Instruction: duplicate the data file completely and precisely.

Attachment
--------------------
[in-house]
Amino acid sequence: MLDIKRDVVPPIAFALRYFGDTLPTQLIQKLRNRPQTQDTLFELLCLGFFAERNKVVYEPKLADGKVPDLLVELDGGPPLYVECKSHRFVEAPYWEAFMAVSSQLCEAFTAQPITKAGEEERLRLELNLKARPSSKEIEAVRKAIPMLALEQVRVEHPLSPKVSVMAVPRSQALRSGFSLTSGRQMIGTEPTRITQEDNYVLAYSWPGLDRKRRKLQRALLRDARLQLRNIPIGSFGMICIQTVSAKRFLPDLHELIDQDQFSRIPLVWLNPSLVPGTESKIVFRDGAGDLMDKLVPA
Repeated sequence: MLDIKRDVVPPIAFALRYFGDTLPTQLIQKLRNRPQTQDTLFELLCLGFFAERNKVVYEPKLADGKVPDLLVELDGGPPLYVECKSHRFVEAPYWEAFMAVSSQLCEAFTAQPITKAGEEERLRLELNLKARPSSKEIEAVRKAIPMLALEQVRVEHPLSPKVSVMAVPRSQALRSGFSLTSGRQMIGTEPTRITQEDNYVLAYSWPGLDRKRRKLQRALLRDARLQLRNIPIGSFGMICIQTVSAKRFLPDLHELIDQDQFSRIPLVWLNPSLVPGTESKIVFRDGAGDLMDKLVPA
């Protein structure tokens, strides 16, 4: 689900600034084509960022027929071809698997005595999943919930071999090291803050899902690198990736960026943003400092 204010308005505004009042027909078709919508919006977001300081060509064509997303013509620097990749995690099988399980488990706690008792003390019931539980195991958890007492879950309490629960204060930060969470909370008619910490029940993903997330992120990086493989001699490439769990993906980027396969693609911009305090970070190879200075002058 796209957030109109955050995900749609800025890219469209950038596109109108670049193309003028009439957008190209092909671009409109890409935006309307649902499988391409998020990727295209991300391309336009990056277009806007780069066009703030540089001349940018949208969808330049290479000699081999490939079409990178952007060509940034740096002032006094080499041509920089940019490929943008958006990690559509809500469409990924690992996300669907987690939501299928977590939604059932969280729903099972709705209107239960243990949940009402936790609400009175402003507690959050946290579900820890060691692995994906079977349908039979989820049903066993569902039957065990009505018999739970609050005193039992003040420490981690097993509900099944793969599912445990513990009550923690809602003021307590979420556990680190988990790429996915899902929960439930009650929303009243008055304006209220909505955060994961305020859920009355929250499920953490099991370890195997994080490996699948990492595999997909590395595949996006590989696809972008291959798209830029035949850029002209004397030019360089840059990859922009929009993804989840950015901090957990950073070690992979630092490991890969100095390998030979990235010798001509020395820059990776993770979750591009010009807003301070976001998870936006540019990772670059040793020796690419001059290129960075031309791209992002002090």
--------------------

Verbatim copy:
[in-house]
Amino acid sequence: MLDIKRDVVPPIAFALRYFGDTLPTQLIQKLRNRPQTQDTLFELLCLGFFAERNKVVYEPKLADGKVPDLLVELDGGPPLYVECKSHRFVEAPYWEAFMAVSSQLCEAFTAQPITKAGEEERLRLELNLKARPSSKEIEAVRKAIPMLALEQVRVEHPLSPKVSVMAVPRSQALRSGFSLTSGRQMIGTEPTRITQEDNYVLAYSWPGLDRKRRKLQRALLRDARLQLRNIPIGSFGMICIQTVSAKRFLPDLHELIDQDQFSRIPLVWLNPSLVPGTESKIVFRDGAGDLMDKLVPA
Repeated sequence: MLDIKRDVVPPIAFALRYFGDTLPTQLIQKLRNRPQTQDTLFELLCLGFFAERNKVVYEPKLADGKVPDLLVELDGGPPLYVECKSHRFVEAPYWEAFMAVSSQLCEAFTAQPITKAGEEERLRLELNLKARPSSKEIEAVRKAIPMLALEQVRVEHPLSPKVSVMAVPRSQALRSGFSLTSGRQMIGTEPTRITQEDNYVLAYSWPGLDRKRRKLQRALLRDARLQLRNIPIGSFGMICIQTVSAKRFLPDLHELIDQDQFSRIPLVWLNPSLVPGTESKIVFRDGAGDLMDKLVPA
């Protein structure tokens, strides 16, 4: 689900600034084509960022027929071809698997005595999943919930071999090291803050899902690198990736960026943003400092 204010308005505004009042027909078709919508919006977001300081060509064509997303013509620097990749995690099988399980488990706690008792003390019931539980195991958890007492879950309490629960204060930060969470909370008619910490029940993903997330992120990086493989001699490439769990993906980027396969693609911009305090970070190879200075002058 796209957030109109955050995900749609800025890219469209950038596109109108670049193309003028009439957008190209092909671009409109890409935006309307649902499988391409998020990727295209991300391309336009990056277009806007780069066009703030540089001349940018949208969808330049290479000699081999490939079409990178952007060509940034740096002032006094080499041509920089940019490929943008958006990690559509809500469409990924690992996300669907987690939501299928977590939604059932969280729903099972709705209107239960243990949940009402936790609400009175402003507690959050946290579900820890060691692995994906079977349908039979989820049903066993569902039957065990009505018999739970609050005193039992003040420490981690097993509900099944793969599912445990513990009550923690809602003021307590979420556990680190988990790429996915899902929960439930009650929303009243008055304006209220909505955060994961305020859920009355929250499920953490099991370890195997994080490996699948990492595999997909590395595949996006590989696809972008291959798209830029035949850029002209004397030019360089840059990859922009929009993804989840950015901090957990950073070690992979630092490991890969100095390998030979990235010798001509020395820059990776993770979750591009010009807003301070976001998870936006540019990772670059040793020796690419001059290129960075031309791209992002002090």